Breast Reconstruction FAQS


What is breast reconstruction?
Breast reconstruction is an elective procedure that is designed to recreate the breast, whether in its entirety or just a portion of it.
Who is an ideal candidate for breast reconstruction?
An ideal candidate for this surgery is a woman who has had one or both breasts removed due to disease or trauma and feels insecure about her appearance as a result. She should be physically and mentally healthy. A typical candidate is a woman who has had her breast removed due to cancer (mastectomy). Breast reconstruction may be performed at the same time as the mastectomy, known as “immediate” reconstruction, or afterward, known as “delayed”. As a breast cancer survivor, please speak with Dr. Jugenburg to find out if you are a suitable candidate for this surgery. Make sure to mention if you are planning to undergo radiation therapy as it may make surgery unsafe.
What types of breast reconstruction techniques are available?
Currently, three types of breast reconstruction techniques are most common. One involves the use of a tissue expander/implant, a second uses only your tissues, and the third is a combination of the aforementioned. For each technique, there a variety of sub-techniques that are more specific in detail. The following is a brief overview of each: Tissue Expander/Implant
  • Reconstruction for Breast Cancer Survivors Using Implants: This is suitable for women who may not have a sufficient amount of excess skin and fat or prefer to avoid the prolonged recovery and risks associated with flap reconstruction. Many women prefer this method because it is generally a faster and easier surgery that features a shorter recovery period and minimal risks.
  • Single Stage Breast Implant Techniques with Alloderm and Specially Designed Implants: Alloderm is a muscle substitute that provides coverage over the implant. Its usage enables the patient to undergo just one surgical procedure, rather than the two required in traditional techniques. As a result, it is referred to as a single stage implant breast reconstruction technique. Some specially designed breast implants specifically for breast reconstruction also involve just a single surgical procedure. They are created to expand, like a tissue expander, so that they may remain in place  without needing to be replaced by a breast implant, unlike a tissue expander.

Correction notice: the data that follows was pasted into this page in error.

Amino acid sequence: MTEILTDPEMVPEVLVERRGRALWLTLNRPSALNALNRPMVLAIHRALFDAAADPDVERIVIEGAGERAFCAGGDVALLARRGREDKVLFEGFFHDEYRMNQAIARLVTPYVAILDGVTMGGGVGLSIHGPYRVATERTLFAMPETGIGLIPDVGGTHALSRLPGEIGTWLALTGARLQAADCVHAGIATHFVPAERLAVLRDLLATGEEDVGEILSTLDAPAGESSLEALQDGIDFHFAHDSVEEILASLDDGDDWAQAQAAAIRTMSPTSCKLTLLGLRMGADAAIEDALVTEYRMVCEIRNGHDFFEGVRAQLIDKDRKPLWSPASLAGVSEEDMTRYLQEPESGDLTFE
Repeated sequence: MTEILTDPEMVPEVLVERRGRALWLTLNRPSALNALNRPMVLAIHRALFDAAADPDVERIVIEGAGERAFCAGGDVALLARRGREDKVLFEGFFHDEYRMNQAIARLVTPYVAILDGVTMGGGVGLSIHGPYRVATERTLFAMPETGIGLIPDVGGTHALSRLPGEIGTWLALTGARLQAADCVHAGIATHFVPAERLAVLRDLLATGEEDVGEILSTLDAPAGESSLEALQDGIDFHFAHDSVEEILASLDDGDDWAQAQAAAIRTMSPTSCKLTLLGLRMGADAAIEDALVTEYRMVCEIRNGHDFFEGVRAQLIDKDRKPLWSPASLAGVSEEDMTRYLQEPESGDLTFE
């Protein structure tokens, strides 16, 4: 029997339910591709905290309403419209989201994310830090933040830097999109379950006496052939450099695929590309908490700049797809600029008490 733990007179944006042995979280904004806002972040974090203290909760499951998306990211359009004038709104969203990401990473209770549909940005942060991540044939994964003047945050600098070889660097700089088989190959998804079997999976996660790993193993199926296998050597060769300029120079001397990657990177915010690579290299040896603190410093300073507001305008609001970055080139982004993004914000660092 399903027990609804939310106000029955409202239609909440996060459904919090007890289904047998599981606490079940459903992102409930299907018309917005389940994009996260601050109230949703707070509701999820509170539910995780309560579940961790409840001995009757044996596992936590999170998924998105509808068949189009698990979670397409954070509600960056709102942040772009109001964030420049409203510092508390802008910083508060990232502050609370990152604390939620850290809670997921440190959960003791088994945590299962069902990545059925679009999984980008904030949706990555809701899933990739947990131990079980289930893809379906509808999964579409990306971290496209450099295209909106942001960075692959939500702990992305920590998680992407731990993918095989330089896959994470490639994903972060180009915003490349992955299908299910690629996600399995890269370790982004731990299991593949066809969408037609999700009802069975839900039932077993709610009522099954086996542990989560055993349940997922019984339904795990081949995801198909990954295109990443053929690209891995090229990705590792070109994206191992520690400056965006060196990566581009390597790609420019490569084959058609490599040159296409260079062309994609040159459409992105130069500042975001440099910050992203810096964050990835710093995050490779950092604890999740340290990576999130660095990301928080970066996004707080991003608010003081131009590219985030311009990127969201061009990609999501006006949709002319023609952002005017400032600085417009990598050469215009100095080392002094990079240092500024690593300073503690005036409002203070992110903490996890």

Your Own Tissues
  • TRAM flap: TRAM is an acronym for Transverse Rectus Abdominis Myocutaneous. Simply put, this type of reconstruction involves using the skin and fat of your stomach, along with the rectus muscle, to reconstruct your breast. Many women like this technique because it can be considered as a tummy tuck and breast reconstruction at the same time! A downside of this technique is that it weakens the abdominal wall, increasing the risk of hernia and abdominal bulge.
  • DIEP flap: DIEP is an acronym for Deep Inferior Epigastric Perforator is a variation of the TRAM flap, however it does not involve transferring the rectus muscle. Considered to be a  ’microsurgical’ procedure, it is associated with unfortunate risk of total flap failure.
  • Gluteal flap: Tissue from the buttocks can be used to reconstruct the breasts, although this technique tends to be  the most surgically complicated with several limitations.
Your Own Tissues and an Implant
  • Latissimus Dorsi flap: This technique involves transferring the Latissimus Dorsi, a muscle in the back, to provide adequate coverage of the implant. This technique is preferred by Dr. Jugenburg for patients who have had radiation therapy as it transfers healthy, non-irradiated skin and muscle to cover the chest and the implant.
Why can’t I just undergo one surgery to reconstruct my breasts?
A mastectomy involves the removal of almost all your breast tissue. Little skin remains. To accommodate this, a tissue expander is used to gently and very gradually stretch the tissues so that an implant may be more safely placed.
What is Nipple Reconstruction?
Nipple reconstruction is the recreation of your nipple and areola. This can be performed a little while after breast reconstruction to allow for the recreated breast mound “settle in”, making the final result more aesthetically pleasing and natural-looking.
Balancing Procedure
Another procedure that can be performed after your breast reconstruction is a Balancing Procedure. This is any subsequent surgery that achieves symmetry between the reconstructed and natural breast, such as augmentationor augmentation mastopexy.
How long will I need take off from work?
This depends on the type of breast reconstruction you’ve undergone and if a mastectomy was involved. Most women take about 4-6 weeks off from work. Flap techniques generally require a longer recovery.
What is the recovery process like?
When you get home after your surgery and Recovery Room stay, you’ll need the assistance of someone you can trust to help you, since your mobility will be very limited. You’ll need to avoid excessive stretching of your arms and limit physical activity immediately after your surgery. Gentle exercises, such as walking, may be performed, but only as advised by Dr. Jugenburg. For a faster recovery, you should follow the pre and post-surgical care instructions provided to you prior to surgery. These instructions include what you should and shouldn’t do, tips on how to take care of your body while you recover and how you can expect to feel.
Can I pay for my procedure with insurance?
Most likely, however you’ll need to speak with your insurance provider before doing so. Breast reconstruction, although it does improve one’s appearance, is often perceived as a therapeutic procedure rather than purely cosmetic.
I’m a breast cancer survivor. Will my breast cancer come back after I’ve had reconstruction?
Breast cancer can return following your reconstruction surgery, but this is only a possibility.